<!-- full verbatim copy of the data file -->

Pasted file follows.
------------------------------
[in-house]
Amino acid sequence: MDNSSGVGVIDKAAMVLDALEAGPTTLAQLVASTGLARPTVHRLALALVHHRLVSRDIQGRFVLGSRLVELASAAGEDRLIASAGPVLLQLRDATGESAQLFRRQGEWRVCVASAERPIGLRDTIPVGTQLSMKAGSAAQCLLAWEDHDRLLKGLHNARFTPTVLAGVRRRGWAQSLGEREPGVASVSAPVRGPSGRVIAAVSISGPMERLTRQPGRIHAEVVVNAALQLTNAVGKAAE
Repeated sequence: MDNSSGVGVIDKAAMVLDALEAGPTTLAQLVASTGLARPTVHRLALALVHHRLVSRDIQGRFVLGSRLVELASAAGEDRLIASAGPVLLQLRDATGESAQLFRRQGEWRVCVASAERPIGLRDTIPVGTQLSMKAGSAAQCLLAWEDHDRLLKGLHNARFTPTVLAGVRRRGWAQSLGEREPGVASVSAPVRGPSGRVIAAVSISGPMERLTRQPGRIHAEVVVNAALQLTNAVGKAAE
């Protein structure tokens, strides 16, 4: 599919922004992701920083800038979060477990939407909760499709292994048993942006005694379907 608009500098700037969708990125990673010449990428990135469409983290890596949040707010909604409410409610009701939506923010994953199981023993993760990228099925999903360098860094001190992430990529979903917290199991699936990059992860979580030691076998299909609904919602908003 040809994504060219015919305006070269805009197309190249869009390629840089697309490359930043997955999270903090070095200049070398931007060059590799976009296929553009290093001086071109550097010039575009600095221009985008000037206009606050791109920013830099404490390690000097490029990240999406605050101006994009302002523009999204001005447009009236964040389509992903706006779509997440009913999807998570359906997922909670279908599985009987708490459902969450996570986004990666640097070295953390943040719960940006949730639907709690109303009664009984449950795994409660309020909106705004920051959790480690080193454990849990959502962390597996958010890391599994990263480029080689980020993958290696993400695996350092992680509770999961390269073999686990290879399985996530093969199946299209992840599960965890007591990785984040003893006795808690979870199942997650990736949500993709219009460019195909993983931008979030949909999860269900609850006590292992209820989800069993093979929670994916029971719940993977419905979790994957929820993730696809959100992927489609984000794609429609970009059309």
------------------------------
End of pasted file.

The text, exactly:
[in-house]
Amino acid sequence: MDNSSGVGVIDKAAMVLDALEAGPTTLAQLVASTGLARPTVHRLALALVHHRLVSRDIQGRFVLGSRLVELASAAGEDRLIASAGPVLLQLRDATGESAQLFRRQGEWRVCVASAERPIGLRDTIPVGTQLSMKAGSAAQCLLAWEDHDRLLKGLHNARFTPTVLAGVRRRGWAQSLGEREPGVASVSAPVRGPSGRVIAAVSISGPMERLTRQPGRIHAEVVVNAALQLTNAVGKAAE
Repeated sequence: MDNSSGVGVIDKAAMVLDALEAGPTTLAQLVASTGLARPTVHRLALALVHHRLVSRDIQGRFVLGSRLVELASAAGEDRLIASAGPVLLQLRDATGESAQLFRRQGEWRVCVASAERPIGLRDTIPVGTQLSMKAGSAAQCLLAWEDHDRLLKGLHNARFTPTVLAGVRRRGWAQSLGEREPGVASVSAPVRGPSGRVIAAVSISGPMERLTRQPGRIHAEVVVNAALQLTNAVGKAAE
């Protein structure tokens, strides 16, 4: 599919922004992701920083800038979060477990939407909760499709292994048993942006005694379907 608009500098700037969708990125990673010449990428990135469409983290890596949040707010909604409410409610009701939506923010994953199981023993993760990228099925999903360098860094001190992430990529979903917290199991699936990059992860979580030691076998299909609904919602908003 040809994504060219015919305006070269805009197309190249869009390629840089697309490359930043997955999270903090070095200049070398931007060059590799976009296929553009290093001086071109550097010039575009600095221009985008000037206009606050791109920013830099404490390690000097490029990240999406605050101006994009302002523009999204001005447009009236964040389509992903706006779509997440009913999807998570359906997922909670279908599985009987708490459902969450996570986004990666640097070295953390943040719960940006949730639907709690109303009664009984449950795994409660309020909106705004920051959790480690080193454990849990959502962390597996958010890391599994990263480029080689980020993958290696993400695996350092992680509770999961390269073999686990290879399985996530093969199946299209992840599960965890007591990785984040003893006795808690979870199942997650990736949500993709219009460019195909993983931008979030949909999860269900609850006590292992209820989800069993093979929670994916029971719940993977419905979790994957929820993730696809959100992927489609984000794609429609970009059309």